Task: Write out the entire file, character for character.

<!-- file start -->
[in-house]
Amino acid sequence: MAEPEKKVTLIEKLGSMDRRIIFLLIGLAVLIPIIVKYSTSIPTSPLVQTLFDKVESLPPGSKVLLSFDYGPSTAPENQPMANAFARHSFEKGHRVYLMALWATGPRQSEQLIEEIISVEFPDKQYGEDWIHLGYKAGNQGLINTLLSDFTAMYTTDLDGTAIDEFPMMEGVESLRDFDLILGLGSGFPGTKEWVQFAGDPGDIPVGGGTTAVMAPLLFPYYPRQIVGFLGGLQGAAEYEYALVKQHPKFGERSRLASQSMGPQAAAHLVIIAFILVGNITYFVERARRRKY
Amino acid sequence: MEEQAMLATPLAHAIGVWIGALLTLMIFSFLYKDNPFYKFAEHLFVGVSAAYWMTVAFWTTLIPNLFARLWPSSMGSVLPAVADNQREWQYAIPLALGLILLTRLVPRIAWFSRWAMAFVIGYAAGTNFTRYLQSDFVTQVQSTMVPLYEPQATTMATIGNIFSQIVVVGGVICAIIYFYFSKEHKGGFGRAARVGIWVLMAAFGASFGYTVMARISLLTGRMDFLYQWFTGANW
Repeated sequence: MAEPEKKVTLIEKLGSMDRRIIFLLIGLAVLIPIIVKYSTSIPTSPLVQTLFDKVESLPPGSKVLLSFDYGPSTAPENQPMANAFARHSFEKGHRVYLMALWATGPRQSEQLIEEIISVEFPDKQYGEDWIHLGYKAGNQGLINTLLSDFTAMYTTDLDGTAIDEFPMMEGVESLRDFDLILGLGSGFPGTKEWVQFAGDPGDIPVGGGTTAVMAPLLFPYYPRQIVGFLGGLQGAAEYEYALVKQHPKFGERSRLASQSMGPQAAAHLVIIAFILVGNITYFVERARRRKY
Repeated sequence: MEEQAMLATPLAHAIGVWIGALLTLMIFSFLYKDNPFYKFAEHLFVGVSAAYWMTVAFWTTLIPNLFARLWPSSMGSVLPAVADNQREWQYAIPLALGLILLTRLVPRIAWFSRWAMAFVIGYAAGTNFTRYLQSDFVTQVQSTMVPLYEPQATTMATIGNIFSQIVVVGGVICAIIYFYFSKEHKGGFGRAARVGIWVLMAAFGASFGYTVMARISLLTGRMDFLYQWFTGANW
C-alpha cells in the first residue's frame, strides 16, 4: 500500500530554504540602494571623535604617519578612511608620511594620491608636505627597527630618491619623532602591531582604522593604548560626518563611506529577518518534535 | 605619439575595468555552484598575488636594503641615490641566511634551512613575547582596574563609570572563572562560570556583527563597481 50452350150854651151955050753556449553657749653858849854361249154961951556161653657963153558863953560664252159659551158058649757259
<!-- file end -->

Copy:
[in-house]
Amino acid sequence: MAEPEKKVTLIEKLGSMDRRIIFLLIGLAVLIPIIVKYSTSIPTSPLVQTLFDKVESLPPGSKVLLSFDYGPSTAPENQPMANAFARHSFEKGHRVYLMALWATGPRQSEQLIEEIISVEFPDKQYGEDWIHLGYKAGNQGLINTLLSDFTAMYTTDLDGTAIDEFPMMEGVESLRDFDLILGLGSGFPGTKEWVQFAGDPGDIPVGGGTTAVMAPLLFPYYPRQIVGFLGGLQGAAEYEYALVKQHPKFGERSRLASQSMGPQAAAHLVIIAFILVGNITYFVERARRRKY
Amino acid sequence: MEEQAMLATPLAHAIGVWIGALLTLMIFSFLYKDNPFYKFAEHLFVGVSAAYWMTVAFWTTLIPNLFARLWPSSMGSVLPAVADNQREWQYAIPLALGLILLTRLVPRIAWFSRWAMAFVIGYAAGTNFTRYLQSDFVTQVQSTMVPLYEPQATTMATIGNIFSQIVVVGGVICAIIYFYFSKEHKGGFGRAARVGIWVLMAAFGASFGYTVMARISLLTGRMDFLYQWFTGANW
Repeated sequence: MAEPEKKVTLIEKLGSMDRRIIFLLIGLAVLIPIIVKYSTSIPTSPLVQTLFDKVESLPPGSKVLLSFDYGPSTAPENQPMANAFARHSFEKGHRVYLMALWATGPRQSEQLIEEIISVEFPDKQYGEDWIHLGYKAGNQGLINTLLSDFTAMYTTDLDGTAIDEFPMMEGVESLRDFDLILGLGSGFPGTKEWVQFAGDPGDIPVGGGTTAVMAPLLFPYYPRQIVGFLGGLQGAAEYEYALVKQHPKFGERSRLASQSMGPQAAAHLVIIAFILVGNITYFVERARRRKY
Repeated sequence: MEEQAMLATPLAHAIGVWIGALLTLMIFSFLYKDNPFYKFAEHLFVGVSAAYWMTVAFWTTLIPNLFARLWPSSMGSVLPAVADNQREWQYAIPLALGLILLTRLVPRIAWFSRWAMAFVIGYAAGTNFTRYLQSDFVTQVQSTMVPLYEPQATTMATIGNIFSQIVVVGGVICAIIYFYFSKEHKGGFGRAARVGIWVLMAAFGASFGYTVMARISLLTGRMDFLYQWFTGANW
C-alpha cells in the first residue's frame, strides 16, 4: 500500500530554504540602494571623535604617519578612511608620511594620491608636505627597527630618491619623532602591531582604522593604548560626518563611506529577518518534535 | 605619439575595468555552484598575488636594503641615490641566511634551512613575547582596574563609570572563572562560570556583527563597481 50452350150854651151955050753556449553657749653858849854361249154961951556161653657963153558863953560664252159659551158058649757259